July 17, 2014

Forgotten First Wife Syndrome

As many of you know, I love movies, especially old ones.  The first two movies in The Godfather trilogy are pretty close to perfection, in my opinion.  The Godfather Part III wasn't a bad movie, but to me and many others, it's not anywhere near the almost flawless first two, although I still find the final scene (the death of Michael Corleone) haunting.

Last week I watched a documentary about the making of the three films in the series, and as always, I'm blown away by the subtly masterful reactions of Robert Duvall as Tom Hagen, and of Al Pacino's metamorphosis from personable World War II hero to the ruthless, trust-no-one head of the criminal organization founded by his father (played, of course, by Marlon Brando).

Sure, there are a few continuity errors in part I (Vito asking Michael if he was happy with his "wife and children," when they only have a son; Tom warning Sonny that "All the Five Families will come after you" when the Corleones are supposed to be one of those Five, and that is definitely not the George Washington Bridge they are crossing when Michael asks Sollozzo if they are going to New Jersey); and part II (Kay slides out of bed on her own in the scene where her and Michael's bedroom is shot up, but by the time Michael reaches her she's back up in bed and he pulls her down to safety; Tessio's declaration that "30,000 men enlisted this morning" when most of the country wouldn't have learned of the morning attack in Hawaii until the afternoon, due to Honolulu time being 3 and 6 hours behind the East and West Coasts (plus recruiting centers had to be manned and opened on a Sunday), but there was one glaring error.  Hint:  It's mentioned in the title of this post.

The murder of Michael's Sicilian wife, Apollonia, in a car bomb meant for Michael, was never avenged, at least not in the theatrical release.  Anyone who saw the combination of the first two Godfather movies, marketed under the subtitle A Complete Novel for Television, will probably remember a scene inserted during Anthony Corleone's splashy first communion celebration (during which Michael took meetings) in which he was given a photograph of Fabrizio, his former bodyguard who betrayed him to one of the rival crime families.  It was intimated that Michael had been searching for Fabrizio for years before finally finding him in Buffalo, of all places (no wonder it took so long to find him; they were probably searching the Sunbelt).  In the next scene Fabrizio is shown locking up his pizza parlor and getting into his car, which blows up the moment it starts.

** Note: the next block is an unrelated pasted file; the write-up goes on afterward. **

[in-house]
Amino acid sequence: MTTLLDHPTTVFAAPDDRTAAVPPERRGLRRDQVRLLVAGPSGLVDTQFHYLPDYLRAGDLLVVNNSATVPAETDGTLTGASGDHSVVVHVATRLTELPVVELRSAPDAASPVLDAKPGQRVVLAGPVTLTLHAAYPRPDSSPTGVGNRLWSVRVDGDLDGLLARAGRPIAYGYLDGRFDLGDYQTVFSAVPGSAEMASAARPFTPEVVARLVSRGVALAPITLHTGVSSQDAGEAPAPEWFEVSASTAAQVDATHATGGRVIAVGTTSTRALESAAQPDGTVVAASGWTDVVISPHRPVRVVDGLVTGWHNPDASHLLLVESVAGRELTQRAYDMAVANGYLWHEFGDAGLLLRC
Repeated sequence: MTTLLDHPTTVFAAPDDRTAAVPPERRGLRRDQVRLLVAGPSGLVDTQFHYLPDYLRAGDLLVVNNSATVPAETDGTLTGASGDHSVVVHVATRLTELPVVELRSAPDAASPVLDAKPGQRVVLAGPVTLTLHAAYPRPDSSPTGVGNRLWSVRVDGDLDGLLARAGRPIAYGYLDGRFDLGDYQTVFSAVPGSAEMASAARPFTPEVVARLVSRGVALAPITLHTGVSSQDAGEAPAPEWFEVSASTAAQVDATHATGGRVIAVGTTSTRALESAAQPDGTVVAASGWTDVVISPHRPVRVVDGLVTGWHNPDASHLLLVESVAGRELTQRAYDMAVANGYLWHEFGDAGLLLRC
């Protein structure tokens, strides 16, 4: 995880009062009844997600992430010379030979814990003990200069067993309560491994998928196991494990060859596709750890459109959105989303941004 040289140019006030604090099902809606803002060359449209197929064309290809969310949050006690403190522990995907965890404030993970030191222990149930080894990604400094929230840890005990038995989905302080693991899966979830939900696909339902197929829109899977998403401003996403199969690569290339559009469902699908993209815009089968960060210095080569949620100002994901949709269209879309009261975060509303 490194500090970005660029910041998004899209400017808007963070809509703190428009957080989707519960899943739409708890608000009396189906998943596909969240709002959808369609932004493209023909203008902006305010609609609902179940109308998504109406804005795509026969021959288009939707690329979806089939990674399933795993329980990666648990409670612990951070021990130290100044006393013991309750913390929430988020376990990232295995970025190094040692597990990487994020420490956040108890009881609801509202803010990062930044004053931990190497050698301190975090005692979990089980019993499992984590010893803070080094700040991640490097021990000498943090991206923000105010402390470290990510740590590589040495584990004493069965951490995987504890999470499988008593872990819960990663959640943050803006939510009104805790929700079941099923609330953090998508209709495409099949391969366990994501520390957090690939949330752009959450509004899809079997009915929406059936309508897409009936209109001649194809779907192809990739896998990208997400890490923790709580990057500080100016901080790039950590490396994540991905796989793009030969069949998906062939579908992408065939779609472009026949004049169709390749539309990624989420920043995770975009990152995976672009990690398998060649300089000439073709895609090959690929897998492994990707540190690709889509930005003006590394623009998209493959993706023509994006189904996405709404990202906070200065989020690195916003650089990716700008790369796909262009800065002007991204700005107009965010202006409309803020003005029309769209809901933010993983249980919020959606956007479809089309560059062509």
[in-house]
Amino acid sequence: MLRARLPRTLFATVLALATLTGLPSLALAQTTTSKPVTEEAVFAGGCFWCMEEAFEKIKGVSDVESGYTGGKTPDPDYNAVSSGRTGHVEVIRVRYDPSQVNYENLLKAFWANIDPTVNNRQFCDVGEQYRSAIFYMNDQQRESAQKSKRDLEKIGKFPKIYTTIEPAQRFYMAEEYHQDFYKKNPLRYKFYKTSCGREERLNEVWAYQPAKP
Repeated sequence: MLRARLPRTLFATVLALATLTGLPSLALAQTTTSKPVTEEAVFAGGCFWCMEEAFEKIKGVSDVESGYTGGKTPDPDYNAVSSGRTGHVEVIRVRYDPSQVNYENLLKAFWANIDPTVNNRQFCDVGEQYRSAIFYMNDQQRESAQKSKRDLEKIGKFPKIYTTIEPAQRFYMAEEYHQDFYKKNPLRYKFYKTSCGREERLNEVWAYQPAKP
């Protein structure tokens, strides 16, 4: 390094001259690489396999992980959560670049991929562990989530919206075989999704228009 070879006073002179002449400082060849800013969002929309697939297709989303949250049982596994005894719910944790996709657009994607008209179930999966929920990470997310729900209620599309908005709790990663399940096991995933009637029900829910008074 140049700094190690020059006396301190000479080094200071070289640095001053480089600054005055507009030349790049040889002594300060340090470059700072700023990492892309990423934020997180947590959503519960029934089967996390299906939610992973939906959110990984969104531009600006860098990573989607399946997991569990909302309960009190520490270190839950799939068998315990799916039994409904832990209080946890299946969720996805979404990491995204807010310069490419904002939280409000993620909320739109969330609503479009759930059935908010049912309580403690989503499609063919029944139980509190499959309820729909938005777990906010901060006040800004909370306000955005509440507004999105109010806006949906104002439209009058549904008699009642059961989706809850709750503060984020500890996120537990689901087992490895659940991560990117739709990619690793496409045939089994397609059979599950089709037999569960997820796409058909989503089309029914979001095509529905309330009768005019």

At 3 hours 20 minutes, The Godfather Part II ran about 30 minutes longer than the first movie, and this was one of the scenes cut before theatrical release, but unlike some of the other cut scenes (like Michael giving his blessing to his late brother Sonny's daughter and her fianc√©), I believe this scene was necessary.  Eliminating it put a hole in the story, but I'm not surprised that the producers decided to cut it.

In movies, and in books as well, deceased first wives (and husbands) are usually forgotten. In The Godfather, Michael's first marriage occurred after he had to leave the country without any word to Kay, his first, "true" love, with whom he later reunites and marries, with the dead wife relegated to a distant memory who isn't seen or mentioned again until Michael's life flashes before him as he dies in The Godfather Part III. That bomb turning Apollonia into a rag doll is all the more horrible because she was in the first trimester of pregnancy (a detail only mentioned in the book, not in the movie), yet it appears that Michael never even told Kay, his original love who he later married, about her. Yes, by the time Michael and Kay married, Michael was well on his way to shutting himself off, so there were quite a few things Kay didn't know, but shucks, a first wife is a pretty important detail. The feeling I got was that Michael wasn't just looking for some booty but genuinely loved Apollonia. Had she lived, Kay would have either married someone else or become a spinster. But Apollonia didn't live, and the producers most likely figured it wasn't important that anyone be made accountable for her murder, even when payback was sought for every other family victim, whether they survived or not.

This type of thing drives me nuts, as does its reverse, also often-used subplot in movies and books: The second spouse who is conveniently killed off (sometimes even sacrificing themselves or after saving the lives of the spouse and stepkids) so the formerly married husband and wife can rekindle their love for each other...which they usually do while the body is still at room temperature.

Do you have an opinion about this type of storytelling? Does it bother you, or have you not noticed it?

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